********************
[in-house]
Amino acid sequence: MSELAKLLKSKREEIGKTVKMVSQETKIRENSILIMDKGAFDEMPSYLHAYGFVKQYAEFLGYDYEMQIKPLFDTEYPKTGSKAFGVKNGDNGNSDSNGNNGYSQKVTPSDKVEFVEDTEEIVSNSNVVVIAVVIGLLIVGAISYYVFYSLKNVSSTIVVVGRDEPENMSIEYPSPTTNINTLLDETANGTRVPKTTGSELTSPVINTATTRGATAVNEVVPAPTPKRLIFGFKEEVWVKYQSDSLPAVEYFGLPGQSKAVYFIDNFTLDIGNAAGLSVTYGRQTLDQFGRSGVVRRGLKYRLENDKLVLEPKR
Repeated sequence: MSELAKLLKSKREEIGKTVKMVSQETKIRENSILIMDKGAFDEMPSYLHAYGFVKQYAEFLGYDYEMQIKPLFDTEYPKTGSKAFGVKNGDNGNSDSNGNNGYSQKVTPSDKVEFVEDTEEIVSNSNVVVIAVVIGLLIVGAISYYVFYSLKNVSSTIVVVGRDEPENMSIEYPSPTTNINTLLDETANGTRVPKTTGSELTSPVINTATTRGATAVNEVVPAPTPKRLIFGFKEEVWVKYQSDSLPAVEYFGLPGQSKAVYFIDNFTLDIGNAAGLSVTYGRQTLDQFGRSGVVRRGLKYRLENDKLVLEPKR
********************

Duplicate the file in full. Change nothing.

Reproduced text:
[in-house]
Amino acid sequence: MSELAKLLKSKREEIGKTVKMVSQETKIRENSILIMDKGAFDEMPSYLHAYGFVKQYAEFLGYDYEMQIKPLFDTEYPKTGSKAFGVKNGDNGNSDSNGNNGYSQKVTPSDKVEFVEDTEEIVSNSNVVVIAVVIGLLIVGAISYYVFYSLKNVSSTIVVVGRDEPENMSIEYPSPTTNINTLLDETANGTRVPKTTGSELTSPVINTATTRGATAVNEVVPAPTPKRLIFGFKEEVWVKYQSDSLPAVEYFGLPGQSKAVYFIDNFTLDIGNAAGLSVTYGRQTLDQFGRSGVVRRGLKYRLENDKLVLEPKR
Repeated sequence: MSELAKLLKSKREEIGKTVKMVSQETKIRENSILIMDKGAFDEMPSYLHAYGFVKQYAEFLGYDYEMQIKPLFDTEYPKTGSKAFGVKNGDNGNSDSNGNNGYSQKVTPSDKVEFVEDTEEIVSNSNVVVIAVVIGLLIVGAISYYVFYSLKNVSSTIVVVGRDEPENMSIEYPSPTTNINTLLDETANGTRVPKTTGSELTSPVINTATTRGATAVNEVVPAPTPKRLIFGFKEEVWVKYQSDSLPAVEYFGLPGQSKAVYFIDNFTLDIGNAAGLSVTYGRQTLDQFGRSGVVRRGLKYRLENDKLVLEPKR